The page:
And I’ll be honest: this is probably the weakest KU team over the past 12 years. A few times during the streak the Jayhawks have come back from two games down in the middle of the season, or a game back with two weeks to play. But as unlikely as those titles seemed, they were always claimed under the leadership of NBA lottery talent. There’s not a lottery pick, and perhaps even a first round pick, in KU’s rotation right now. That’s not an excuse or complaint. It just means that, for me at least, it’s easier to take a look around the league and think, “Yep, this is a year we can’t win it.”

Still, Rock Chalk, bitches.

As for Saturday, the Big 12 – SEC challenge was fun. Meaningless fun, but still fun. I laughed at West Virginia and Florida getting in a shoving match at midcourt before their game. I was in awe of Hield’s performance in the second half against LSU. And I thoroughly enjoyed KU beating Kentucky to cap the night.

Wait, that’s not entirely true. I enjoyed the outcome of the KU-UK game. To say I enjoyed watching it would not be accurate, though. Where the KU-OU game a month ago was an artistic masterpiece, Saturday’s game was a tortured affair. The team that won missed 17 free throws. That team’s senior leader airballed a free throw early in the game, and struggled to hit one of two to tie the game late. The teams combined to play about 10 possessions of decent defense all night. Both teams had stretches where they looked like they had never been taught how to play as a team on offense. I messaged a couple friends late in the game, when KU kept either missing free throws or taking horrible offensive possessions each time they could tie or take the lead, and asked, “Are they trying to throw this game?”

But because it was Kansas and Kentucky, with ESPN Game Day on campus, and a wound-up crowd yelling for the entire 45 minutes of gameplay, it ended up having a level of greatness. Just not as great as the game in Allen Fieldhouse on January 4.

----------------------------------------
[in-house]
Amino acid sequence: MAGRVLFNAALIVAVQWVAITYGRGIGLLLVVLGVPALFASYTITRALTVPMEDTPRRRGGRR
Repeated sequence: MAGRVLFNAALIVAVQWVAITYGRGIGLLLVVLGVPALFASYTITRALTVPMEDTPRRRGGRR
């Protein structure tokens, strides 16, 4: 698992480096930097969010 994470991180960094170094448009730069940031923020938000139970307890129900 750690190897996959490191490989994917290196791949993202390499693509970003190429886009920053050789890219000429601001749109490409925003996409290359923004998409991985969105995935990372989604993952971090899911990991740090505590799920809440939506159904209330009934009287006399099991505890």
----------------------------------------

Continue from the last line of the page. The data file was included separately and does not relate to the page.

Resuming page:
I don’t get why some people don’t like playing these games in January. Why does it matter when you play a non-conference game? The games count just the same whether they’re played in early December, over the holidays, or in the midst of the conference season. I think the players all get pumped up a little to play someone outside the conference. As a KU fan, some of my best memories of my basketball youth are non-conference games in January and February, notably games against Memphis State in 1985 and Louisville in 1986.

To me the genius part, though, was picking this weekend, when there were no NFL games. The Big 12 – SEC matchups were the biggest story in sports on Saturday. That’s worth any change in routine the games cause. Sometimes I think coaches just like to complain when they aren’t in complete control of everything.

Finally, a few writers have pushed the idea that KU and Kentucky should play every year. I’m down with that. They already play every third year on a neutral site in the Champions Challenge. I dig the idea of them playing in Lawrence and Lexington the other two years in each cycle. Not every game is going to be as dramatic as this year’s. And hopefully they aren’t as terrible as last year’s Champions Classic game. But you figure most will be competitive and feature a ton of guys who have been playing against and with each other all through their summer league careers and who will have their names called early on NBA Draft night. Let’s see those guys square off on their home courts instead of only in places like Chicago, New York, and Indianapolis.

Of course, I reserve the right to change my mind if Kentucky wins like eight in a row!